Consumer advocacy group details inequity in real estate commission pricing
A report released today by the Consumer Federation of America (CFA) detailed real estate commission pricing practices and what the group termed "inequity" in commission structures.
In a statement, the group referred to current practices as "inefficient."
“The research provides additional evidence that the structure of agent compensation is both inequitable and inefficient,” said Stephen Brobeck, a CFA senior fellow and the report’s author.
The report listed a number of reasons why current pricing structures are not equitable. These include:
· Limited seller information about agent compensation, as documented by consumer surveys and by research on the lack of information on rates provided by agents and firms.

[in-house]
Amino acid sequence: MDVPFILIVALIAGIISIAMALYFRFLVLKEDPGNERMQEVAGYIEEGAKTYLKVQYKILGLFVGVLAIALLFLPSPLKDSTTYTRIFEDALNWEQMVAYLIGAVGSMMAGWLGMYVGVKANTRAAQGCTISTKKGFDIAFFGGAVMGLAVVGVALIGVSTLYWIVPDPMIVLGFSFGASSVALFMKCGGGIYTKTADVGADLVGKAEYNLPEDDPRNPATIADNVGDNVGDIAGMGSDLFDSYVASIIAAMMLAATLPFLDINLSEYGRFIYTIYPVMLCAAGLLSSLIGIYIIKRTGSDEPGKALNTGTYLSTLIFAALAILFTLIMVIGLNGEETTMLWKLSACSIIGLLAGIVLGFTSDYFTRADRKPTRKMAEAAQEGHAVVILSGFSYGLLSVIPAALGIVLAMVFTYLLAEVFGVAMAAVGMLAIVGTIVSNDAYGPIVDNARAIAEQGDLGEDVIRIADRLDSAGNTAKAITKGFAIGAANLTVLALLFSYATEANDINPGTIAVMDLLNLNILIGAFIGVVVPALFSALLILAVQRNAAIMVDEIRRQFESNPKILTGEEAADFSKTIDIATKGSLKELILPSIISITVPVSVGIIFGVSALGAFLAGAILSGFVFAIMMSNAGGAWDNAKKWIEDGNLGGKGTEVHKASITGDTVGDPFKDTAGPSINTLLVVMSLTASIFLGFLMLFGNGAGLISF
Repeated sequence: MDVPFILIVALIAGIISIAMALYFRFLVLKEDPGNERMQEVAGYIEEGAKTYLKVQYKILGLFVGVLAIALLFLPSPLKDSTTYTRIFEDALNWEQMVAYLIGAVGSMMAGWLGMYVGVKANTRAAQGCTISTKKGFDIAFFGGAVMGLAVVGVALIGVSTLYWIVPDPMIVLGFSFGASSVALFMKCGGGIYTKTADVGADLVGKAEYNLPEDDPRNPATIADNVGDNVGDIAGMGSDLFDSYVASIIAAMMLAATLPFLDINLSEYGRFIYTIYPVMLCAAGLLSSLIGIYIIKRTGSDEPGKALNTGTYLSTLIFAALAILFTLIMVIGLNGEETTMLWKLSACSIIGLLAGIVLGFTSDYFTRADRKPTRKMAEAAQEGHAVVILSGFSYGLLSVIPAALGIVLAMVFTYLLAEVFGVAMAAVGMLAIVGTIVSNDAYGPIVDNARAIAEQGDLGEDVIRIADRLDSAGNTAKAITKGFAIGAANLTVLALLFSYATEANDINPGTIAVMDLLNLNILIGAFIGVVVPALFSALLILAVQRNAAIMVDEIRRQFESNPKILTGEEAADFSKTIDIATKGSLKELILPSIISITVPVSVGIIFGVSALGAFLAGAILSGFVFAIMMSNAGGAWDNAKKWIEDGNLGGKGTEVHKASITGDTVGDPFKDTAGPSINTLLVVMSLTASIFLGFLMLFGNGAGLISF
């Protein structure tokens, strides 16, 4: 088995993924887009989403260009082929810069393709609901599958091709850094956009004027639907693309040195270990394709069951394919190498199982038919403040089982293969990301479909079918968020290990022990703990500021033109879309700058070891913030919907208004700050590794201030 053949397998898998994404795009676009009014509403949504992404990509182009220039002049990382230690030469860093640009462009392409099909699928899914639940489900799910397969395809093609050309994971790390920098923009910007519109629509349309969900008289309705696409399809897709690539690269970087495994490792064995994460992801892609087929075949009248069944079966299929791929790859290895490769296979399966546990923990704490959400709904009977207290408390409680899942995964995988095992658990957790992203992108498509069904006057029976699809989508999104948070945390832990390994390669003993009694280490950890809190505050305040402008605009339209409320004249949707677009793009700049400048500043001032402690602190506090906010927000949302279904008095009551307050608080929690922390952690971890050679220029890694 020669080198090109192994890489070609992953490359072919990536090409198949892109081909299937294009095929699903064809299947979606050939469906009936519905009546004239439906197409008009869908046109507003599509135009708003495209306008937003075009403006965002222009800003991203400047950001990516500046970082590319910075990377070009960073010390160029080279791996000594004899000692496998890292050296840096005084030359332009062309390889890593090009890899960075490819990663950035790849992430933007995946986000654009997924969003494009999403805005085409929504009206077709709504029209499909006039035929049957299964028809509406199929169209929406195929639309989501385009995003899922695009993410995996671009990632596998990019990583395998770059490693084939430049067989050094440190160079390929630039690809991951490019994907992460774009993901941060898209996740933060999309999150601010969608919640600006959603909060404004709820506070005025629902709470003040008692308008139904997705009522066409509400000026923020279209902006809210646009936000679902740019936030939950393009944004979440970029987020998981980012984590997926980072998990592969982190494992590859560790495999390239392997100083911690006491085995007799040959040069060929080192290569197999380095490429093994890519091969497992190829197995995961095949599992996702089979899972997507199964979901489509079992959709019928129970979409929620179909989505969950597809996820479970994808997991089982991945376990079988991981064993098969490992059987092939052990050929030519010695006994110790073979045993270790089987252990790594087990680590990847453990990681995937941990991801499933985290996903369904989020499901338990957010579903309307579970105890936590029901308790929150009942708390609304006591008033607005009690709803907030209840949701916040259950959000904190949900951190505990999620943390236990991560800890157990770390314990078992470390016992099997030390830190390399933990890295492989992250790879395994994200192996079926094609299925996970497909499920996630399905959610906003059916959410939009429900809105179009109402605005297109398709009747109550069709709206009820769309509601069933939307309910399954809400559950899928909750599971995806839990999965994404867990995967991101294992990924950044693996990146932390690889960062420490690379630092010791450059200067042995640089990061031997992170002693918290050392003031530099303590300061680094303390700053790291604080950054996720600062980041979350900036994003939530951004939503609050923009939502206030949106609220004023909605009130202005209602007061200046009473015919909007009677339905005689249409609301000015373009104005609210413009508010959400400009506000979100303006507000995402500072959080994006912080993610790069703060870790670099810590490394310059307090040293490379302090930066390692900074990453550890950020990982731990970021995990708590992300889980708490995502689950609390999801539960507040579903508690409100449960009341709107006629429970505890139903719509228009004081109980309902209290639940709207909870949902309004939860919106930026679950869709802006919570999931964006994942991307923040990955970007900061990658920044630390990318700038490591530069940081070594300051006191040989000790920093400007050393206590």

· Preoccupation of sellers, especially those trying to match the sale of one home with the purchase of another, with sale price and timing.
· Concern that trying to negotiate a lower commission rate will result in less than optimal agent service.
· Unwillingness of most listing agents to negotiate lower commissions – about three-quarters of agents in an earlier CFA survey.
The report suggests that uncoupling listing agent and buyer agent commission rates would significantly increase rate competition and eventually lower fees paid by both sellers and buyers. Uncoupling would also begin to align rates more closely with agent quality of service. Today, there is little relationship between rates and agent service.
Several class-action antitrust lawsuits are challenging the coupling of listing and buyer agent rates, DOJ is investigating the issue, and both conservative (CATO) and liberal (Brookings) think tanks have published reports critical of coupled rates.